There are lots of misconceptions out there about how we can realistically change and manage our lives. One of the biggest is that such a thing as “willpower” exists.
Some people call it “willpower.” Others call it “grit.”
They refer to this as if it’s a character trait that somehow makes success more likely. Presumably, if you have enough “willpower” or “grit,” you can push through difficulties, whereas people with less of these magic commodities will tap out of tough challenges.
It’s a fun fantasy, that there’s a magic commodity that makes success more likely.
Unfortunately, psychology put that fantasy to rest a long time ago.
“Willpower,” “grit,” and other associated concepts are things that psychology refers to as “reified” concepts. What that means is, they’re descriptions of behavior that have been mistakenly imagined to be things in and of themselves.
Put simply: those who refer to “willpower” or “grit” will point to certain behaviors as evidence that they have this quality.
However, when asked why certain people demonstrate these behaviors, the explanation becomes circular: because they have “willpower” and “grit.”
Okay, sure, but how do you know they have willpower and grit? Because they behave that way.
All right, but why do they behave that way? Because they have willpower and grit. Keep up.
The concepts of “willpower” and “grit” do not EXPLAIN anything. Anybody who says any differently doesn’t understand psychology— and, more to the point, is probably trying to either make you feel inferior because of your lack of those qualities, and/or sell you a product or service they say will increase those qualities in you.
Don’t fall for it.
Instead, get real about what concepts like “willower” and “grit” DESCRIBE, rather than looking to these made up concepts to EXPLAIN anything.
What do they describe?
They describe the behavior of persistence.
How do we develop the behavior of persistence? It’s not by pretending it is attributable to a magic thing called “willpower.”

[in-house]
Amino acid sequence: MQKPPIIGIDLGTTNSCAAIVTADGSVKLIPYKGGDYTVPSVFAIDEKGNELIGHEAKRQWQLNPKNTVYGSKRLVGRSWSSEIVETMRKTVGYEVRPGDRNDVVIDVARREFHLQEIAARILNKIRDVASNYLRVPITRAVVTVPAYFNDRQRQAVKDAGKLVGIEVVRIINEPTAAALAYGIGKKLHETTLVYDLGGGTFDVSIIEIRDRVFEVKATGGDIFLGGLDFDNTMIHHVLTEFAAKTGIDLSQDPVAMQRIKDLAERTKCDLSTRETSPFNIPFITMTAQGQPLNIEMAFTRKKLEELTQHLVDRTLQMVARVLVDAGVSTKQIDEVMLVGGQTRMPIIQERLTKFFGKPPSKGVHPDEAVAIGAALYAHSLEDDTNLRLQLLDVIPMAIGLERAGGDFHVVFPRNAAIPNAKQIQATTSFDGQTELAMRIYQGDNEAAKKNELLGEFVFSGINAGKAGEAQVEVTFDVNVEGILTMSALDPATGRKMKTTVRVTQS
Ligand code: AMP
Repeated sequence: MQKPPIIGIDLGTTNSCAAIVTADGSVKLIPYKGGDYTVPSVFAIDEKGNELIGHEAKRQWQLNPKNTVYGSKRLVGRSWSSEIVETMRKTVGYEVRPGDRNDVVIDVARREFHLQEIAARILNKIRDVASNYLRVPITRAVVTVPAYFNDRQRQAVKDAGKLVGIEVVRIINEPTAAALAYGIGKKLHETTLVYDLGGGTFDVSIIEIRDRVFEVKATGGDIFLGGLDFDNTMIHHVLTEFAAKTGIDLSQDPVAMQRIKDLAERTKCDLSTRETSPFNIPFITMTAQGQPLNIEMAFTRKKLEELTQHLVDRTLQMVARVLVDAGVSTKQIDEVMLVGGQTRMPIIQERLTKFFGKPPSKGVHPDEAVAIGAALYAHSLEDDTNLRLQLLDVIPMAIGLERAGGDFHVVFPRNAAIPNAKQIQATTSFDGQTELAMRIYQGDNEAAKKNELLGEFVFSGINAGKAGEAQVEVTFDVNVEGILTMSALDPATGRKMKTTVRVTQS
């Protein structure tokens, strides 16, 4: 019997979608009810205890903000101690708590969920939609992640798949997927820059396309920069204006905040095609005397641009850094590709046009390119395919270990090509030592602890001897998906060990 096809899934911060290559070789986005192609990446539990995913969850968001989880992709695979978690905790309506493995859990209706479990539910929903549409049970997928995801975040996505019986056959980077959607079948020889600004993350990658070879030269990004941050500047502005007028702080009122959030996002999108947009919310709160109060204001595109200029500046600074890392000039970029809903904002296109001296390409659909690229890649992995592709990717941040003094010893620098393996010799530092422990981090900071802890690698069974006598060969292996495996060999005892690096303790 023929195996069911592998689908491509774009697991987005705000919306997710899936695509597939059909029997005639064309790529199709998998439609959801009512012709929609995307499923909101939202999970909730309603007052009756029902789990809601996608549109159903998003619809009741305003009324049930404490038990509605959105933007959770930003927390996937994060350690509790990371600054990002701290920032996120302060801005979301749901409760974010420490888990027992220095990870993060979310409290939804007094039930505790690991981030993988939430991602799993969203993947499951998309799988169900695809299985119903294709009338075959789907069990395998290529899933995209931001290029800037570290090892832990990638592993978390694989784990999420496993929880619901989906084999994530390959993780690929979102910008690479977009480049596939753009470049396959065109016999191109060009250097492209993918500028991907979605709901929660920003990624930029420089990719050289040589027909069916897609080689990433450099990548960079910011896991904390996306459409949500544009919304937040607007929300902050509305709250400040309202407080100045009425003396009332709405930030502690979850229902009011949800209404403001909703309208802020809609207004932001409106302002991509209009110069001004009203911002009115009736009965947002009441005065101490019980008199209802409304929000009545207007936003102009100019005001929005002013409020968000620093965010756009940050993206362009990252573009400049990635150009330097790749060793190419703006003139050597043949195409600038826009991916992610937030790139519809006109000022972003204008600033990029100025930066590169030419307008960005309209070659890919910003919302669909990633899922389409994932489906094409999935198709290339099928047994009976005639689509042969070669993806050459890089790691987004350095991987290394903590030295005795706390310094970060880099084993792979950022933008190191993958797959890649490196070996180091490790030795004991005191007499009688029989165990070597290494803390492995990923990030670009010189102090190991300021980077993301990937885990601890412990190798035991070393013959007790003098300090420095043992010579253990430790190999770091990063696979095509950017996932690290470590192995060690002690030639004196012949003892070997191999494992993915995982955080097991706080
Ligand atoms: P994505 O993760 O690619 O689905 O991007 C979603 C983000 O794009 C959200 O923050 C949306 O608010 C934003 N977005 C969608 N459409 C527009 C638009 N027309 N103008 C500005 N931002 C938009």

We develop persistence by learning to control our focus and focus on our goals. Those are skills, not magic. Those are learnable and able to be practiced.
We realistically assess what stands in the way of us controlling our focus. We learn the habits of thinking and focusing that have distracted us and discouraged us from following through on our goals. We learn how to identify the distortions in our current and past patterns of thinking. We learn how to talk back to those thoughts in such a way as we stay on task and follow through.
And, what do you know: we’ve learned the behavior of persistence, all without appeal to a magic, imaginary concept like “willpower.”
What else do concepts like “willpower” and “grit” imply?
They imply durability. The ability to come through challenges and struggles and continue to move forward.
How do we learn this behavior? Again, no appealing to magic words like “willpower” or “grit.” Those don’t exist.
We learn durability by learning how to recover from stress, by learning how to rest and recharge, by learning how to direct our focus in such a way that we don’t exhaust ourselves in any one task.
Those are learnable skills. Those are skills that can be developed and practiced.
There’s nothing magic (or, frankly, particularly heroic) about it. It’s a matter of training and skill development, which happen one day at a time.
I see so many examples of this magical thinking out there. People want to think there’s a magic bullet, a personal quality they can just get more of and fix their lives.
I’d say I hate to be the bearer of bad tidings in this respect, but that’s not true: I LOVE putting the lie to that kind of nonsense.
Because the truth is: there is no magic out there.
There are behaviors and skills that make building our ideal lives and achieving our goals more likely.
No more, no less.
Leave the snake oil salespeople to their magic “willpower” and “grit.”
Stay tuned in to the real world with me.
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